Lately you have noticed weird squiggly lines on some of your plants leaves. They look like someone has taken a tool of sorts and drawn on the leaves, leaving only hollowed out trails with some black specks in them. This is leafminer damage. Although it can add an interesting effect, if left unchecked, it can be detrimental to plant health and appearance.
The leafminer (Lyriomyza sp.), is a small fly that resembles a bee. Adults are only about 1/10″ long, which makes it difficult to see them. They are black with a yellow stripe on their upper body close to where the wings are attached. They can be found throughout North America and they use many different plants as their host, but some more than others. Some of the leafminers favorites include columbine, lettuce, basil, turnips, blackberries and cabbage.
So basically, this is what happens. A female leafminer finds a plant to her liking, lands and deposits an egg on the surface of the leaf. Once the egg hatches, the larvae then proceeds to burrow into the leaf and feed. This is where all those lovely trails come from. Oh yeah, the black spots in the trails that I previously mentioned, that is their frass, or poop. Once they have eaten enough, they become adults and leave the sanctity of the leaf to start the process over again.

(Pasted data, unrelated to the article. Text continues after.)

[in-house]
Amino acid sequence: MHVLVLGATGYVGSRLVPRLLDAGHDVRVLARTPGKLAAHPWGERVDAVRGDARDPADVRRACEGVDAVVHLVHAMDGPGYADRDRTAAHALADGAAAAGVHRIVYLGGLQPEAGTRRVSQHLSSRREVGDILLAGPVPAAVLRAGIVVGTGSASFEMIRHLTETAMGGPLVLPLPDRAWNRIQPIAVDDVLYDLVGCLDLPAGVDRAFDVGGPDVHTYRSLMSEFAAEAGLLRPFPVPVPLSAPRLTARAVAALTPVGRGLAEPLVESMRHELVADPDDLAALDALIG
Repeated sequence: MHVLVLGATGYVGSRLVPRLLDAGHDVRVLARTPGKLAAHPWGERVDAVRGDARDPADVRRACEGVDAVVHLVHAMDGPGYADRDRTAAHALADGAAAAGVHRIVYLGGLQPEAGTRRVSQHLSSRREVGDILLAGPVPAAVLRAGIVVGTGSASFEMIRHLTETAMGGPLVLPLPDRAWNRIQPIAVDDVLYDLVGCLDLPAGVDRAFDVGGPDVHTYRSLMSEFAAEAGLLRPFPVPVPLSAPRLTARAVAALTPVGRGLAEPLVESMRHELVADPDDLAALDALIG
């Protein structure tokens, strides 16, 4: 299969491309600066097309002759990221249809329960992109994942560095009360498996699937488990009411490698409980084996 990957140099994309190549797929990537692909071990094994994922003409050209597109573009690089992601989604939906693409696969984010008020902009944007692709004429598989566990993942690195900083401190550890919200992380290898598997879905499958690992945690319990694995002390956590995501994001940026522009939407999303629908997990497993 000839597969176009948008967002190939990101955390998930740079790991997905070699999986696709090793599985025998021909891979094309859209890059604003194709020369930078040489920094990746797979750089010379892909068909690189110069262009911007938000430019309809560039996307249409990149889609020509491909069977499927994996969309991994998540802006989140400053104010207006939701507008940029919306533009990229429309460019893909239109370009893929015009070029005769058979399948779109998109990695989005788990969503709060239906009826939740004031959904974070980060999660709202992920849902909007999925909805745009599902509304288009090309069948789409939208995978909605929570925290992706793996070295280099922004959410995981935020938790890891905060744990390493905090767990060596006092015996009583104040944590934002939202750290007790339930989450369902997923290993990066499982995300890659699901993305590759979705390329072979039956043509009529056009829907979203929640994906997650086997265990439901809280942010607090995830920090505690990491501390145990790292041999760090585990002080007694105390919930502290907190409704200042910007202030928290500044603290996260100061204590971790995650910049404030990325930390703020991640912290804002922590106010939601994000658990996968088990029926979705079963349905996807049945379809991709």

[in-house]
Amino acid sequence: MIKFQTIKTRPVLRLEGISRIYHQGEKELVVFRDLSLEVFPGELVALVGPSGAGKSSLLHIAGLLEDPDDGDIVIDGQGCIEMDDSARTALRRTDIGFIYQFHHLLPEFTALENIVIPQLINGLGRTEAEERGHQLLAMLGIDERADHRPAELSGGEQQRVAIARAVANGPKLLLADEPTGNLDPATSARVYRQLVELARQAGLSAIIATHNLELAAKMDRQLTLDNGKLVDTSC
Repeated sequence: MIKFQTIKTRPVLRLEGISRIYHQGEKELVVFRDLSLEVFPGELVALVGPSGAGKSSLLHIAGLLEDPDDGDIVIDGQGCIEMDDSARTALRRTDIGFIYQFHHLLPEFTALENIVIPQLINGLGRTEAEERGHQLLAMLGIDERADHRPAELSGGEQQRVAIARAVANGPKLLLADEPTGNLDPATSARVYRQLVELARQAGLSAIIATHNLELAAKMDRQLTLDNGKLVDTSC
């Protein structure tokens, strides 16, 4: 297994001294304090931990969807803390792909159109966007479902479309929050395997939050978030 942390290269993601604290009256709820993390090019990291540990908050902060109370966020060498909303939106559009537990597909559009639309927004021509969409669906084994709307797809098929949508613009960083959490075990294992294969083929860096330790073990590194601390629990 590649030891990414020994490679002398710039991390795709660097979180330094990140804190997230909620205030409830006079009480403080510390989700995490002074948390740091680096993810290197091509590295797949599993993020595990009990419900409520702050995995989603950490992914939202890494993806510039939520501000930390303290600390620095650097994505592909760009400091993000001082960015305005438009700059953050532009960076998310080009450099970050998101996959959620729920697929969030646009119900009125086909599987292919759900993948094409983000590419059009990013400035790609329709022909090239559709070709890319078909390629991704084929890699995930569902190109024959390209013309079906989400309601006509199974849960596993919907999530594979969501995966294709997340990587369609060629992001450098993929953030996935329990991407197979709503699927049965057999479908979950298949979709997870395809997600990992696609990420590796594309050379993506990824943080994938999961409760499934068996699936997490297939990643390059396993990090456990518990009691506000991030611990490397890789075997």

There are a few methods of control. I usually do nothing because the damage is never heavy enough to cause harm to the plants, but if you need to here are some suggestions. First, remove any leaves that have the trails through them. These should be destroyed in some way to kill the larva that may still be there. This can be done by burning them or composting, just bury them deep into the pile. The next thing you can do is to spray your plants with insecticidal soap. This is a contact killer and can work as a repellant also. These soaps are available at hardware stores and garden centers, but be sure to follow the instructions exactly as the label says. You could cause more harm than good if you do not follow the label. It is also a good idea to test a few leaves of the plant you intend to treat, just to be sure the spray will not burn the plant.
If you have leaf trails every year and can’t stand it, you could try to use the insecticidal soap right before it happens or at first sight of damage. The way to do this is to mark your calender when you first noticed the damage and then the following year you’ll be ready. Start your plant treatment for leafminers about a week before your mark on the calender and see what happens. This method can be used for any other pest as well. After a couple of years you will notice patterns and be able to control what goes on in your garden with little effort.
Stephens, James M., Vegetable Gardening In Florida, University Of Florida , Institute Of Food And Agricultural Sciences,1999. Pp.56-57
Carr, Anna. Rodale’s Color Handbook Of Garden Insects. Rodale Press, Inc. 1979. Pg. 162